If you are hired as a Research and Develpment Chef for Kraft Foods or any company then that's different that is what you were hired for.
I have built a lot business for restaurants and hotels and when they didn't meet our agreement and when I decided to leave they lost the added business I built and sometime it took three people to replace me, Did I feel bad? No! they are the ones that broke the agreement. Preparation procedures are not recipes or formulas. It's hands on experience learned from experinced Chefs. New ideas are from the brain and you can't copyright that. That why a lot of the new generation chefs food tastes like crap, they never learned how to flavor food, they only learned how to read a recipe.:mad:
post #15 of 30
The OP is obviously talking about recipes that were written down and used on a regular basis.
If they were merely recipes in the head there is no discussion.
He's not asking if he should leave his head when he departs.
Knowledge is knowing a tomato is a fruit. Wisdom is not putting it in a fruit salad.
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Knowledge is knowing a tomato is a fruit. Wisdom is not putting it in a fruit salad.
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post #16 of 30
Initially that was confusing, Jim. When I first read the OP I didn't understand the problem, because it wasn't clear he was talking about written-down recipes, rather than merely recipes he'd developed.

Let me throw this into the mix, fwiw. All other issues aside (such as possible contractual obligations), if the recipes were written down on the job, using the restaurant's stationary, then they belong to the restaurant. The only thing of intrinsic value is the paper. To take those receipes would be no different than walking off with the robot coupe or other equipment.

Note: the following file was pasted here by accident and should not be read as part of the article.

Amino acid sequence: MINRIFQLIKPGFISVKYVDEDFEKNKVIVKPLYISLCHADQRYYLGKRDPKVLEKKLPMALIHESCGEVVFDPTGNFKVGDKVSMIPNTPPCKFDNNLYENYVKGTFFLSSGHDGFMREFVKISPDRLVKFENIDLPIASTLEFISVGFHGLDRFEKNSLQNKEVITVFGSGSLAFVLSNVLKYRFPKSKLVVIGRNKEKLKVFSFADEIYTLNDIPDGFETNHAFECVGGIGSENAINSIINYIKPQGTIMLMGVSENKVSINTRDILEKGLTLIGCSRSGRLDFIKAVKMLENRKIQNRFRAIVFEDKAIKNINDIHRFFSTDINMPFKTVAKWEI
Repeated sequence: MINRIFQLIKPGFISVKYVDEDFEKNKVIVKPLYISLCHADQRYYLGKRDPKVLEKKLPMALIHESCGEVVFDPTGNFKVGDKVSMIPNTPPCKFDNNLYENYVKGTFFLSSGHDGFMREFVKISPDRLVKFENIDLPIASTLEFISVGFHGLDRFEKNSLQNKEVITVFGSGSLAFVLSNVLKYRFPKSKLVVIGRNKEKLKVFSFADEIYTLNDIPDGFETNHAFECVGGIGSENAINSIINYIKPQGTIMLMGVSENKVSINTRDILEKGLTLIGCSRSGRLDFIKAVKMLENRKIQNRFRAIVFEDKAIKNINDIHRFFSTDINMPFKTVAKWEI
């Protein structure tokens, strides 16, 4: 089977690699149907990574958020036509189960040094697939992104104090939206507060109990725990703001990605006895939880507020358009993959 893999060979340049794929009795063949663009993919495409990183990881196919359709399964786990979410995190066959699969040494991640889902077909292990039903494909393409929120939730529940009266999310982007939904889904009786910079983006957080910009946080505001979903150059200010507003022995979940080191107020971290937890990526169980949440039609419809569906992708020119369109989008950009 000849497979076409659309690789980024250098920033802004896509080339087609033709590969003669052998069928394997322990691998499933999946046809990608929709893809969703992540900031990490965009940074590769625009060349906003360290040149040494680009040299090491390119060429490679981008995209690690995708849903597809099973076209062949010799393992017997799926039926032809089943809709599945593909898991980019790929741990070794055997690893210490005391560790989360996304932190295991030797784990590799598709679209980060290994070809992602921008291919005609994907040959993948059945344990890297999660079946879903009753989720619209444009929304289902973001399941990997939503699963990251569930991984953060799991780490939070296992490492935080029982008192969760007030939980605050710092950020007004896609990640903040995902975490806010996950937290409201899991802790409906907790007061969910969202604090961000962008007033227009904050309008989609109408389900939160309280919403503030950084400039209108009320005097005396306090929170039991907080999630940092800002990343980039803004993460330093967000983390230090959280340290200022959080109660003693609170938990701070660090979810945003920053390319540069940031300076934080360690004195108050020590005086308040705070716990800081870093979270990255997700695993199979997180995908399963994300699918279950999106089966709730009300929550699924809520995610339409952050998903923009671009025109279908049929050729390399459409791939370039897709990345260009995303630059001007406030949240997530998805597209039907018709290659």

Now a question for Arsenic: Why, exactly, would you want to leave the old people in the lurch, like that? Maybe you're irked right now, for whatever reason. But do you really want to create that kind of ill will? Wherever you are, professional food service is a small community; do you want the word to go out that you behaved that way? Could have long-term consequences in terms of career development.

Whether or not there are legal and ethical issues, I would think long and hard before "letting them start from scratch or fend for themselves."
They have taken the oath of the brother in blood, in leavened bread and salt. Rudyard Kipling
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They have taken the oath of the brother in blood, in leavened bread and salt. Rudyard Kipling
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post #17 of 30
The way I interpretted it they were written copies.
Unwritten recipes would only be an issue if the restaurant had requested they be written down before departure, which is a reasonable request, but one in which the OP has no obligation to fulfill.
In an unwritten situation, after a period of time, the originator of the recipes will have passed many if not all of them along orally.
The recipient of these oral recipes will do one of two things, remember what they're told or write them down.
Once written they shouldn't be retrieved.
In the case where the recipient keeps them in their head, the originator can't perform a labotomy, the recipes will remain.
The one other way is for the originator to stand there and say "okay, now add 1/4 cup of flour.....now add 1/4 teaspoon of baking powder", etc.
I find it hard to believe any Chef is passing along recipes in this fashion for any real length of time.

The OP should leave whatever is there as his legacy.
I'm sure any recipe he leaves for them can also be improved if he uses them at his next venture.
Knowledge is knowing a tomato is a fruit. Wisdom is not putting it in a fruit salad.
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Knowledge is knowing a tomato is a fruit. Wisdom is not putting it in a fruit salad.
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post #18 of 30